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rasterror

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@ProjektInsanity: See this is the problem. You never have and never will have to deal with the problems a person of color has to yet you have all the answers and act like we're at fault for being targeted. What you call isolated instances is what we call every day life. You're making it seem like I was also to blame for getting beat by police and those same cops spraying my friends face. You make it seem like all these instances of racism, injustice, and everything else can be solved so easily and that we're at fault for not trying. Please save your sing and dance and rather than telling someone you know more about something you have no first hand experience with, try listening.

It's pointless with you so please don't bother replying back.

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ProjektInsanity

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@rasterror: You can choose to disengage if you'd like. I think you should consider who called conversation "pointless." It wasn't me.

Frankly, you don't know where I come from or what I've experienced, but you seem perfectly capable of making a world of assumptions about my beliefs. I didn't say you were at fault for being targeted. Go ahead and quote me if I did, you should only have to look through two posts. What you'll find actually happened was I acknowledged you had some kind of incident, but the fact is, I don't know you personally. I'm saying that it's been my experience that issues are rarely so simple as people make them. I specifically acknowledged that I've never been the recipient of police brutality, so I can't speak from that perspective. I certainly don't pretend to "have all the answers." I know for a fact I don't.

I think if you go back and try to be fair about it, you'll find that I said "racism" is a very broad concept, and just screaming about it doesn't really help anyone. I said there should be a specific plan of action, and I believe it starts with the enforcement of just laws and rendering real assistance to communities in need, whatever their color. Now please tell me why that's a bad idea. Even better, propose an alternative. If you think I'm being tonedeaf here, I'd sincerely be interested in hearing what you think the solution may be. If you don't want to talk, that's your call, no judgment.

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rasterror

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@ProjektInsanity: You're still talking?

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ProjektInsanity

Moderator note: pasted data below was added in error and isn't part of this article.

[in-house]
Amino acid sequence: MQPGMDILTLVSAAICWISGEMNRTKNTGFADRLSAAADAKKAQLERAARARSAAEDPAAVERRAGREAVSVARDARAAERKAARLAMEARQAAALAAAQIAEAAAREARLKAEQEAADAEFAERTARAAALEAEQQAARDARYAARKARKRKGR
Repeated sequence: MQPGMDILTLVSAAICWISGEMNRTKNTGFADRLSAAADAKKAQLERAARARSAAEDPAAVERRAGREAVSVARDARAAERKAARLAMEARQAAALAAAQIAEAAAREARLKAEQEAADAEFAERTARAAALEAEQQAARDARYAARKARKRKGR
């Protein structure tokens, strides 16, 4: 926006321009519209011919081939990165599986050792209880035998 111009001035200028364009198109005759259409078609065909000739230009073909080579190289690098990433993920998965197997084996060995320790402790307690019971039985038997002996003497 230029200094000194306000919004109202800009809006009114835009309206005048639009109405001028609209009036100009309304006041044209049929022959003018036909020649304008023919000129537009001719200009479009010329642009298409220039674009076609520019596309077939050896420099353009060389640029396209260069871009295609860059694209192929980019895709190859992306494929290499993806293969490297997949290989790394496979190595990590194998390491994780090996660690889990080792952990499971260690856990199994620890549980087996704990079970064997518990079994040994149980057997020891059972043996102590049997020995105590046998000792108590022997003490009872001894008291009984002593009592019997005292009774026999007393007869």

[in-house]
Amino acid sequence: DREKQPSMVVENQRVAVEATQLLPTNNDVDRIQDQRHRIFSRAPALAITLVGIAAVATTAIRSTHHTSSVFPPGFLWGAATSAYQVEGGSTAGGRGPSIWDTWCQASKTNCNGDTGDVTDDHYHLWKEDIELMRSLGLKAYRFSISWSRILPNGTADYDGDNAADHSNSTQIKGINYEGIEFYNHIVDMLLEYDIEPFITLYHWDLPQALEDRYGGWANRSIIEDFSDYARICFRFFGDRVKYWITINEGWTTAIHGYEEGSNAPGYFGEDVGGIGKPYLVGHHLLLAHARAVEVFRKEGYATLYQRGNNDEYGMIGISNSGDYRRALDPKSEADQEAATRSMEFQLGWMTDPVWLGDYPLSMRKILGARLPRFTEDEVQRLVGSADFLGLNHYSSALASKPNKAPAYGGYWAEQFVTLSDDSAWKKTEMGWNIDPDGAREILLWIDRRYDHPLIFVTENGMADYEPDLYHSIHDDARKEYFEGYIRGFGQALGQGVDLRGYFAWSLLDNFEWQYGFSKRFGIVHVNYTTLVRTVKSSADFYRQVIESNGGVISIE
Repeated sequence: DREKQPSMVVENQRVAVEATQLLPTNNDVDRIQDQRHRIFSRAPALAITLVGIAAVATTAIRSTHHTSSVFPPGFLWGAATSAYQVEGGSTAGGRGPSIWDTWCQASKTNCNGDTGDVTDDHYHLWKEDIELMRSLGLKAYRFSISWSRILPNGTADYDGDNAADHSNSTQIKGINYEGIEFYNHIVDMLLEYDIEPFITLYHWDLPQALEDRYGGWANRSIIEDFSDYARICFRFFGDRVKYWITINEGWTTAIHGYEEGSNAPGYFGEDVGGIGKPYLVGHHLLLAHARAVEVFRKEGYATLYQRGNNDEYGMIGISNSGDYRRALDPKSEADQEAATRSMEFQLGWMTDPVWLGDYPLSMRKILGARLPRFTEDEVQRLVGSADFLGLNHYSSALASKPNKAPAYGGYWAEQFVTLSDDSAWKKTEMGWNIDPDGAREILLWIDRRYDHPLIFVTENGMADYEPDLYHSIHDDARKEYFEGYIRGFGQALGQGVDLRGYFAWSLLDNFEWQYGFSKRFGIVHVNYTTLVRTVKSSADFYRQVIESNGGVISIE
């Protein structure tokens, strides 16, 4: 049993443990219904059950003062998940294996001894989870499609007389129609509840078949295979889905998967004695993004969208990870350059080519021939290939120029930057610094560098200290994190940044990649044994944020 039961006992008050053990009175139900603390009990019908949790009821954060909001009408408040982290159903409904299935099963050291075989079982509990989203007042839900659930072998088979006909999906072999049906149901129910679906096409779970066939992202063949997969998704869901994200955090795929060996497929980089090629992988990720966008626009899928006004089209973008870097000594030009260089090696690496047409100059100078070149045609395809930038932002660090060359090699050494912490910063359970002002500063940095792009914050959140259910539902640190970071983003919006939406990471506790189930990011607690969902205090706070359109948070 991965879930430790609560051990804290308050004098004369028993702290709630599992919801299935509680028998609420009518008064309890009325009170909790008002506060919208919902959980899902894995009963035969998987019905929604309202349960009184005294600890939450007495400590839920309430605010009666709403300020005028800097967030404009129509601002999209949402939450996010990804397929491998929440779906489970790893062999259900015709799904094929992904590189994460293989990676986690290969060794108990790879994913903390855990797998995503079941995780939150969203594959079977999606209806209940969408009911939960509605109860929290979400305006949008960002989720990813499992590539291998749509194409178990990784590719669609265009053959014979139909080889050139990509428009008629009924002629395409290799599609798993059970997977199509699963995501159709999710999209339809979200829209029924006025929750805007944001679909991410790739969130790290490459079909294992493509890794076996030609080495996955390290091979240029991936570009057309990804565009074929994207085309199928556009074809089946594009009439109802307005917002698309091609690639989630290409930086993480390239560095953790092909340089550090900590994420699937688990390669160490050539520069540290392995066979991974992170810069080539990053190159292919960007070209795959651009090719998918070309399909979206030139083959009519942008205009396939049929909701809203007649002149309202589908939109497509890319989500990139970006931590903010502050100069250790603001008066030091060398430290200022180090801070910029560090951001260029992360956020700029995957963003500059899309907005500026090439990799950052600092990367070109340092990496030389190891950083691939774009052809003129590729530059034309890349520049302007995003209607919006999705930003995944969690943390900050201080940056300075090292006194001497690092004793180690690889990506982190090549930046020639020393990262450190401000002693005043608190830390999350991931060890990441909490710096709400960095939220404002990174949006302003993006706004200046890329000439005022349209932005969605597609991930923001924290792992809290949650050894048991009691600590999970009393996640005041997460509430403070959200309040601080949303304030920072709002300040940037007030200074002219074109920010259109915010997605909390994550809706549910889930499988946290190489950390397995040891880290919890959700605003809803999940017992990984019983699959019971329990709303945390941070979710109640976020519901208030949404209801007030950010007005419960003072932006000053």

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@rasterror: It's unfortunate that rather than have a meaningful conversation, you can only respond with rudeness. You suppose that other people should understand you, but you offer no way for them to do it. You raised an issue with what I said, I asked you to explain, and that's what you come back with?

Shame. I wish you well, hoss. I suspect some life experience will bring perspective. Have a good evening.

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rasterror

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@ProjektInsanity: And you're still talking.

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DataMeister

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@ProjektInsanity: This thread makes me wonder if @rasterror takes this kind of attitude throughout life with him. If so it would be no wonder people disrespect him or treat him as though is ideas don't matter.

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rasterror

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@datameister: And what attitude is that?

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DataMeister

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Edited By DataMeister

@rasterror: The kind that disrespects the actual person in a conversation rather than working toward understanding. The "talk to the hand" kind of attitude that says someone's ideas are irrelevant if they are different so why bother.

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rasterror

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@datameister: Exactly! Why bother when someone who's never had and never will have to deal will what you've had to tells you that they know better? They have all the answers and have convinced themselves they know better so why bother giving them your first hand experience on a matter when they feel third hand is better?

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DataMeister

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@rasterror: Sometimes a person from outside looking in can better say whether an injustice is widespread or just localized experience. That's not always the case though, so an in depth conversation is the best way to figure that out.

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xxmavr1kxx

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@sippio: Its the outraged whites who feel the need to express and apologize for their races sins. They must battle the injustices of the past because they feel POC cannot do it themselves.